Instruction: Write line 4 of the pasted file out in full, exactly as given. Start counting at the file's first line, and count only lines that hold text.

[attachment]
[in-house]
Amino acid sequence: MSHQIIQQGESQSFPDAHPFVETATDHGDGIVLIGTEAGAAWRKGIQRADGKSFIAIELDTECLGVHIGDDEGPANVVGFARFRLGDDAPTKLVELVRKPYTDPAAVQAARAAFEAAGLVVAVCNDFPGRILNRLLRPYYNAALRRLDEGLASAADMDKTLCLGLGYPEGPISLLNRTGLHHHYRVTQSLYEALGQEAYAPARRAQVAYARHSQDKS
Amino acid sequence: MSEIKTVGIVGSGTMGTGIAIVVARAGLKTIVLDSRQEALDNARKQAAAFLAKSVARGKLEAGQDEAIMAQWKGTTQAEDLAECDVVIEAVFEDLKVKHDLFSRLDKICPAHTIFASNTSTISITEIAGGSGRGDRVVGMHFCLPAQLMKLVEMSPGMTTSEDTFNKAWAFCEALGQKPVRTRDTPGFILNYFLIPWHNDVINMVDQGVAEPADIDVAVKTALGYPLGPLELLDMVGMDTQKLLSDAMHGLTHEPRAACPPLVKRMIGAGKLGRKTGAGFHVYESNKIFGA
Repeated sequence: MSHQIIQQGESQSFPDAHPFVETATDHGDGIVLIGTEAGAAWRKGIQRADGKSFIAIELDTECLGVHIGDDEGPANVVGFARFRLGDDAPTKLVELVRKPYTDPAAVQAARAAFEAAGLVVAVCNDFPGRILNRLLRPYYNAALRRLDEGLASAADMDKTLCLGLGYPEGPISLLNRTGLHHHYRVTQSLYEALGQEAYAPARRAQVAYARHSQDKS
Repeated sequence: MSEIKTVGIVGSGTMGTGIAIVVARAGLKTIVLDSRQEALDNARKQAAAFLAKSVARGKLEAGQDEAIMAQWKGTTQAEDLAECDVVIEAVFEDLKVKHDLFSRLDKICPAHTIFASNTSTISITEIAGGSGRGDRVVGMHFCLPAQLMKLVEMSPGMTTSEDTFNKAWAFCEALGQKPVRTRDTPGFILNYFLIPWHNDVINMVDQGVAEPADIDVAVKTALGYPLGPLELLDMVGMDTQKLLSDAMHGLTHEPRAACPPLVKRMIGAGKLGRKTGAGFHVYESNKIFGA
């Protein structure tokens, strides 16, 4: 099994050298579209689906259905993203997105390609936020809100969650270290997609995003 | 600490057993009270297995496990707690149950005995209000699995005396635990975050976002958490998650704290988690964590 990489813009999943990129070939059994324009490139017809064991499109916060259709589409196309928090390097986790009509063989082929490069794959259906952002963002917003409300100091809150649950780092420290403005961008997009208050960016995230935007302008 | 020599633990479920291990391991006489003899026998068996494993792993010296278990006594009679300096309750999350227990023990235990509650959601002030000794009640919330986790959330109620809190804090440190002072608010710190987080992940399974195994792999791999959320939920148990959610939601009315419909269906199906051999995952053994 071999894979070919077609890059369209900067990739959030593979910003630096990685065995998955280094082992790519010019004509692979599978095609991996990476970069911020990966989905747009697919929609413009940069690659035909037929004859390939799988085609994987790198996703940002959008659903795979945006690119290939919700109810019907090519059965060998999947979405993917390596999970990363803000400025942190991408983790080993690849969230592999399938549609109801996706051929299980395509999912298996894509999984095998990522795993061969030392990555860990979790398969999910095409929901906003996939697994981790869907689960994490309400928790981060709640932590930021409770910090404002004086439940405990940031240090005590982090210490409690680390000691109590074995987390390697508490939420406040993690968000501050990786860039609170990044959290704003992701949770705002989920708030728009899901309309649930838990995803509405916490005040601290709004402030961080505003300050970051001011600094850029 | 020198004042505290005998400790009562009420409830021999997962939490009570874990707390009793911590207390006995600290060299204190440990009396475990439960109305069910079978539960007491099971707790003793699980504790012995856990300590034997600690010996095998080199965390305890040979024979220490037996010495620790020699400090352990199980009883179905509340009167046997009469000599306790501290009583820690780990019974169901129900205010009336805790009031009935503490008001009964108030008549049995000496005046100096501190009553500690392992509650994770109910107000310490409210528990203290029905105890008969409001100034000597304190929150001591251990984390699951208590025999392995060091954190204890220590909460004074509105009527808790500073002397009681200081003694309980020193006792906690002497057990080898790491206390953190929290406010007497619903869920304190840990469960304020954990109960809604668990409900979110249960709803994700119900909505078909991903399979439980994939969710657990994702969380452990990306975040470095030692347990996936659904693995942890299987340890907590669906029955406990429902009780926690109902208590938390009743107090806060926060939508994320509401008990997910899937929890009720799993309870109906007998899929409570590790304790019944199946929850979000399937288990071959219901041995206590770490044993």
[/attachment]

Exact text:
Repeated sequence: MSHQIIQQGESQSFPDAHPFVETATDHGDGIVLIGTEAGAAWRKGIQRADGKSFIAIELDTECLGVHIGDDEGPANVVGFARFRLGDDAPTKLVELVRKPYTDPAAVQAARAAFEAAGLVVAVCNDFPGRILNRLLRPYYNAALRRLDEGLASAADMDKTLCLGLGYPEGPISLLNRTGLHHHYRVTQSLYEALGQEAYAPARRAQVAYARHSQDKS